Ngarari, Jane Mururi (2010)
Ph.D. thesis, University of Birmingham.
One of the key responses to the HIV/AIDS crisis has been the provision of School- based HIV/AIDS education, to try and improve teenagers’ ability to make wise and sensible decisions regarding their behaviours. The interventions have been premised on links between education and behaviour, the underlying assumption being that teaching young people how to protect themselves from HIV can lead to a reduction in risk behaviour and hence a reduction in HIV incidence (UNAIDS, 1997). An important part of this process has been the development of an education sector policy on HIV and AIDS, aimed at implementing and effecting, among others, the policy goal of Prevention. This study, with the use of a systems theory as a theoretical framework, examines the policy, provision and practice of HIV/AIDS education in secondary schools in Kenya with the view to informing policy and providing options for re-designing and scaling up (if necessary) the HIV/AIDS program. A methodology combining literature review, semi- structured interviews and a school survey was adopted. The school survey covered students, teachers and Head teachers; while the semi structured interviews covered policy makers. Results revealed that there are discordances between national HIV/AIDS policy rhetoric and school realities. There is a general failure of schools to implement the type of detailed HIV/AIDS policy described despite the fact that the demand is high. Although there are merits that the study did not cover a wide enough population to warrant the generalizations it makes, the research findings and recommendations that do exist from previous investigations largely confirm rather than refute these results.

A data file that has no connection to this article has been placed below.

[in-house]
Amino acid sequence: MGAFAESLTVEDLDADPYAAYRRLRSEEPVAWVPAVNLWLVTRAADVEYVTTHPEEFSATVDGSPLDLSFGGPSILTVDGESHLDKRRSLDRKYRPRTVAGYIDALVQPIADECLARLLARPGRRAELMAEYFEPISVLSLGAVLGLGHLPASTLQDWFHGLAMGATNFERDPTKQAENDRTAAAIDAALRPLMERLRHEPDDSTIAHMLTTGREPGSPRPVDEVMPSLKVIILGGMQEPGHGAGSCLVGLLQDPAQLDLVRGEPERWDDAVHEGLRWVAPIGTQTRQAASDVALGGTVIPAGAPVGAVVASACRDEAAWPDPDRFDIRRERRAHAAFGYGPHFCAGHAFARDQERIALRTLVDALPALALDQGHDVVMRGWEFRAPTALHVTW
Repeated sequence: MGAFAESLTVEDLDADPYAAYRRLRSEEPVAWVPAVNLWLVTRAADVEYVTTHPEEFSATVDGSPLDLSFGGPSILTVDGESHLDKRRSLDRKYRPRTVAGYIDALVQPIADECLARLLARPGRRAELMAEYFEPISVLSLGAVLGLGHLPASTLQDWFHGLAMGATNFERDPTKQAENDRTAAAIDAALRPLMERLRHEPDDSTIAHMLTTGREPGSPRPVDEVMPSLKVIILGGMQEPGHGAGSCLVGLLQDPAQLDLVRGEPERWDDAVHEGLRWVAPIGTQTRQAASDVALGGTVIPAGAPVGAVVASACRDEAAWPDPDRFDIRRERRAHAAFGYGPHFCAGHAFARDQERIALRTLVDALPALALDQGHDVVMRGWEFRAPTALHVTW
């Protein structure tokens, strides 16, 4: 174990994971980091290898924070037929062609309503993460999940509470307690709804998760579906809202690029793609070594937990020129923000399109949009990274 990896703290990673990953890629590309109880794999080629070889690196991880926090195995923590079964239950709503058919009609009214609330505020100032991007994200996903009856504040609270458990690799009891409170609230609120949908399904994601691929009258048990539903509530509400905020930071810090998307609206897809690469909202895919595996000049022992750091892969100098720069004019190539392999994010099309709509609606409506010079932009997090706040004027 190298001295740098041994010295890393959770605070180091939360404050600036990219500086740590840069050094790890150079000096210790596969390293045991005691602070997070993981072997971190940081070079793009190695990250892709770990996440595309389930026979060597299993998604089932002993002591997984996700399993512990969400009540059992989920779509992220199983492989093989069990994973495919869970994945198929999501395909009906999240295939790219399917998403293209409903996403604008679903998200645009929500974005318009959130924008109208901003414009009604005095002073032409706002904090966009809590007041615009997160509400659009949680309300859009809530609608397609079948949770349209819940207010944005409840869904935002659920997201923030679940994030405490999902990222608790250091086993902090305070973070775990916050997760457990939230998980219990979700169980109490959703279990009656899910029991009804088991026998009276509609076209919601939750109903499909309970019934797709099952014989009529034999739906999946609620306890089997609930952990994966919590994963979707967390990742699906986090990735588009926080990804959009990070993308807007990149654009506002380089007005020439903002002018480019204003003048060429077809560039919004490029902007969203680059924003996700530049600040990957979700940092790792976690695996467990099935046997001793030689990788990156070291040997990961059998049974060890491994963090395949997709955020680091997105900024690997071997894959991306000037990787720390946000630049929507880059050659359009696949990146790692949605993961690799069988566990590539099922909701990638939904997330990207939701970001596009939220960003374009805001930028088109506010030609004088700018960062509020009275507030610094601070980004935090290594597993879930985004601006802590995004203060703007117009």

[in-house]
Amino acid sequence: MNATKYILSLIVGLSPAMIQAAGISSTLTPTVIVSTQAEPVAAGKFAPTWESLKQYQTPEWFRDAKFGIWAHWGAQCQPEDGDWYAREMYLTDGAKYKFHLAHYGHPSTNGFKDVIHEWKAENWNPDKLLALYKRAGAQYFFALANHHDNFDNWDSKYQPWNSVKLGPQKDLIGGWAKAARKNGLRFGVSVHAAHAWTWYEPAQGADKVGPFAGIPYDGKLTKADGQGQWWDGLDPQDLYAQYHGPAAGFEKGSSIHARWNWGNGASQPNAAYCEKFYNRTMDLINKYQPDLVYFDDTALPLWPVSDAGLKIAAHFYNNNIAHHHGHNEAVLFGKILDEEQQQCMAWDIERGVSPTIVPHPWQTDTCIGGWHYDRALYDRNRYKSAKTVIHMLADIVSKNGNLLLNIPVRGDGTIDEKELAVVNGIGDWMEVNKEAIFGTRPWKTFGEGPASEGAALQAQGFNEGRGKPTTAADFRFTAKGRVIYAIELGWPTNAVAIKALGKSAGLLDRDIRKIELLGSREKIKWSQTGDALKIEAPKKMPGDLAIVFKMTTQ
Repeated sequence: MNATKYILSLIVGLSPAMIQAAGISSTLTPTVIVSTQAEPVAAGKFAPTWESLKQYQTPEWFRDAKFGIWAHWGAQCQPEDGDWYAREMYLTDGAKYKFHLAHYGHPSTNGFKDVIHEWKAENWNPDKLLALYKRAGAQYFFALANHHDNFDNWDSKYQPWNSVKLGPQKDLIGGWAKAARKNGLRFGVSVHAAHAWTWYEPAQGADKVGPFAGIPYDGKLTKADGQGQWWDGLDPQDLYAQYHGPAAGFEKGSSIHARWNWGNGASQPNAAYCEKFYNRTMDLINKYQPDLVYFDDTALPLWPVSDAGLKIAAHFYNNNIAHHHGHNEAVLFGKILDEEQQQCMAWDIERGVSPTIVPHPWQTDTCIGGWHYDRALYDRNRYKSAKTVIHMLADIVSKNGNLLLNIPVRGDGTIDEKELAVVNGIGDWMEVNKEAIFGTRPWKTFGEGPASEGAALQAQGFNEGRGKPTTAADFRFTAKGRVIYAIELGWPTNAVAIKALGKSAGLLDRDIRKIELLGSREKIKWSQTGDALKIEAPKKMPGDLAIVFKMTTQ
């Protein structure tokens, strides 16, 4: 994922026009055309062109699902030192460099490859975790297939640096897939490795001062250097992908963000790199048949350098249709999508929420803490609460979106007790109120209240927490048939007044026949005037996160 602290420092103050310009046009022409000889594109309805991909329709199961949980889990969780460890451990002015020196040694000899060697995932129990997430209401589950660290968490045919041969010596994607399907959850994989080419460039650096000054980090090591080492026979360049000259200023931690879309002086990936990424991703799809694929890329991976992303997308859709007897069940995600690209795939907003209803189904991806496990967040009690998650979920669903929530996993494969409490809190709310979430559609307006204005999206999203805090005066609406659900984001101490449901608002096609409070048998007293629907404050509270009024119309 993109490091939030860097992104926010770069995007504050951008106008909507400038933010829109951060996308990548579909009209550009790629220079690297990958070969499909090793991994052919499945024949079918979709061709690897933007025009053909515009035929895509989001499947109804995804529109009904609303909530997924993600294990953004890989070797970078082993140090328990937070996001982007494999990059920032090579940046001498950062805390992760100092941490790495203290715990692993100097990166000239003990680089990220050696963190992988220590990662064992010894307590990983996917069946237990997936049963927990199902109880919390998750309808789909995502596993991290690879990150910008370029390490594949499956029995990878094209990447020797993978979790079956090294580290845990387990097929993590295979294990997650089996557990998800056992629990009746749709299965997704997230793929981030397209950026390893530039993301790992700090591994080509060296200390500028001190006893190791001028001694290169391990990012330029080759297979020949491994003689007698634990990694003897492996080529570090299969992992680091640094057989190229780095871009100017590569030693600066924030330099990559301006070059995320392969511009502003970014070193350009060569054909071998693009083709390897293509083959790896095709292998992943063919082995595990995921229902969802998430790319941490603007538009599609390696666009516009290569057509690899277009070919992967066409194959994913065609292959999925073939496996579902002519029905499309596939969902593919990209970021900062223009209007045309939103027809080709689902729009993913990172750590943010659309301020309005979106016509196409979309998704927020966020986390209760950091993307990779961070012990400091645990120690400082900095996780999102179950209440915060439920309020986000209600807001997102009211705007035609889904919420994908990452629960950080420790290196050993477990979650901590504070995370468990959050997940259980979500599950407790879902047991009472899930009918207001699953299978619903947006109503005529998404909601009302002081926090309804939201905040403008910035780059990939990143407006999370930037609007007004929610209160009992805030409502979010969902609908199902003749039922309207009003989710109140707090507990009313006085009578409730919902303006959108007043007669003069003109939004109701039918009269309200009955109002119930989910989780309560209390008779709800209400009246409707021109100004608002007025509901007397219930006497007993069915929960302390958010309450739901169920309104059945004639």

|Type of Work:||Ph.D. thesis.|
|School/Faculty:||Colleges (2008 onwards) > College of Social Sciences|
|Department:||School of Education|
|Subjects:||LB1603 Secondary Education. High schools|
RA0421 Public health. Hygiene. Preventive Medicine
LG Individual institutions (Asia. Africa)
|Institution:||University of Birmingham|
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